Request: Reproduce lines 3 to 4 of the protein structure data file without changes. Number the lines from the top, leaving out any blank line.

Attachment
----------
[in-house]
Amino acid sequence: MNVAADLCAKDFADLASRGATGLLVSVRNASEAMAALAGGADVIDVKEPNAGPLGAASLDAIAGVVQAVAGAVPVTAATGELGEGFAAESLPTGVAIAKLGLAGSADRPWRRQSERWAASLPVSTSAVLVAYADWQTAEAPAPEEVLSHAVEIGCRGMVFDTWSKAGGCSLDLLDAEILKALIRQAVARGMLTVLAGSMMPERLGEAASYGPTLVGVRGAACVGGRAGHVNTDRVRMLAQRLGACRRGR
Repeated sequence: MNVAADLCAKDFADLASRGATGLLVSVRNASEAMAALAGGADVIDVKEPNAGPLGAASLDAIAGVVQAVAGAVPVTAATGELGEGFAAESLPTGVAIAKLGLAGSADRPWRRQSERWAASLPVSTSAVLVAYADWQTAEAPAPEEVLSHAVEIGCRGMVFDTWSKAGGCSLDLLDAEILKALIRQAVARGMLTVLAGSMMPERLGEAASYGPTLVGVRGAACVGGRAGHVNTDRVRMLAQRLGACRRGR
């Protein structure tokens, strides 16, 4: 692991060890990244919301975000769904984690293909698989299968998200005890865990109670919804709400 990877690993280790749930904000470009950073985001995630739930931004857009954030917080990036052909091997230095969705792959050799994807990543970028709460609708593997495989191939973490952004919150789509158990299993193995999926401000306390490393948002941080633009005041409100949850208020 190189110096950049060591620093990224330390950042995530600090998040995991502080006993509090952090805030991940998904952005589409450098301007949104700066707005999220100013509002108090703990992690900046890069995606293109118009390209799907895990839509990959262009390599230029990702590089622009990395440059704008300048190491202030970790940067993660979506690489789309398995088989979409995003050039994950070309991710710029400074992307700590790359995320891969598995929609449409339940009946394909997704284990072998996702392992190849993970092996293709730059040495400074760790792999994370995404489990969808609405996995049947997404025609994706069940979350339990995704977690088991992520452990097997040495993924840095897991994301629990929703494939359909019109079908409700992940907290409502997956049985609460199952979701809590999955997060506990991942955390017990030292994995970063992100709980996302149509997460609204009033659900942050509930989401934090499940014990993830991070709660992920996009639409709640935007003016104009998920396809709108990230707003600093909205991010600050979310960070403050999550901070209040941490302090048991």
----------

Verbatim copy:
Repeated sequence: MNVAADLCAKDFADLASRGATGLLVSVRNASEAMAALAGGADVIDVKEPNAGPLGAASLDAIAGVVQAVAGAVPVTAATGELGEGFAAESLPTGVAIAKLGLAGSADRPWRRQSERWAASLPVSTSAVLVAYADWQTAEAPAPEEVLSHAVEIGCRGMVFDTWSKAGGCSLDLLDAEILKALIRQAVARGMLTVLAGSMMPERLGEAASYGPTLVGVRGAACVGGRAGHVNTDRVRMLAQRLGACRRGR
């Protein structure tokens, strides 16, 4: 692991060890990244919301975000769904984690293909698989299968998200005890865990109670919804709400 990877690993280790749930904000470009950073985001995630739930931004857009954030917080990036052909091997230095969705792959050799994807990543970028709460609708593997495989191939973490952004919150789509158990299993193995999926401000306390490393948002941080633009005041409100949850208020 190189110096950049060591620093990224330390950042995530600090998040995991502080006993509090952090805030991940998904952005589409450098301007949104700066707005999220100013509002108090703990992690900046890069995606293109118009390209799907895990839509990959262009390599230029990702590089622009990395440059704008300048190491202030970790940067993660979506690489789309398995088989979409995003050039994950070309991710710029400074992307700590790359995320891969598995929609449409339940009946394909997704284990072998996702392992190849993970092996293709730059040495400074760790792999994370995404489990969808609405996995049947997404025609994706069940979350339990995704977690088991992520452990097997040495993924840095897991994301629990929703494939359909019109079908409700992940907290409502997956049985609460199952979701809590999955997060506990991942955390017990030292994995970063992100709980996302149509997460609204009033659900942050509930989401934090499940014990993830991070709660992920996009639409709640935007003016104009998920396809709108990230707003600093909205991010600050979310960070403050999550901070209040941490302090048991």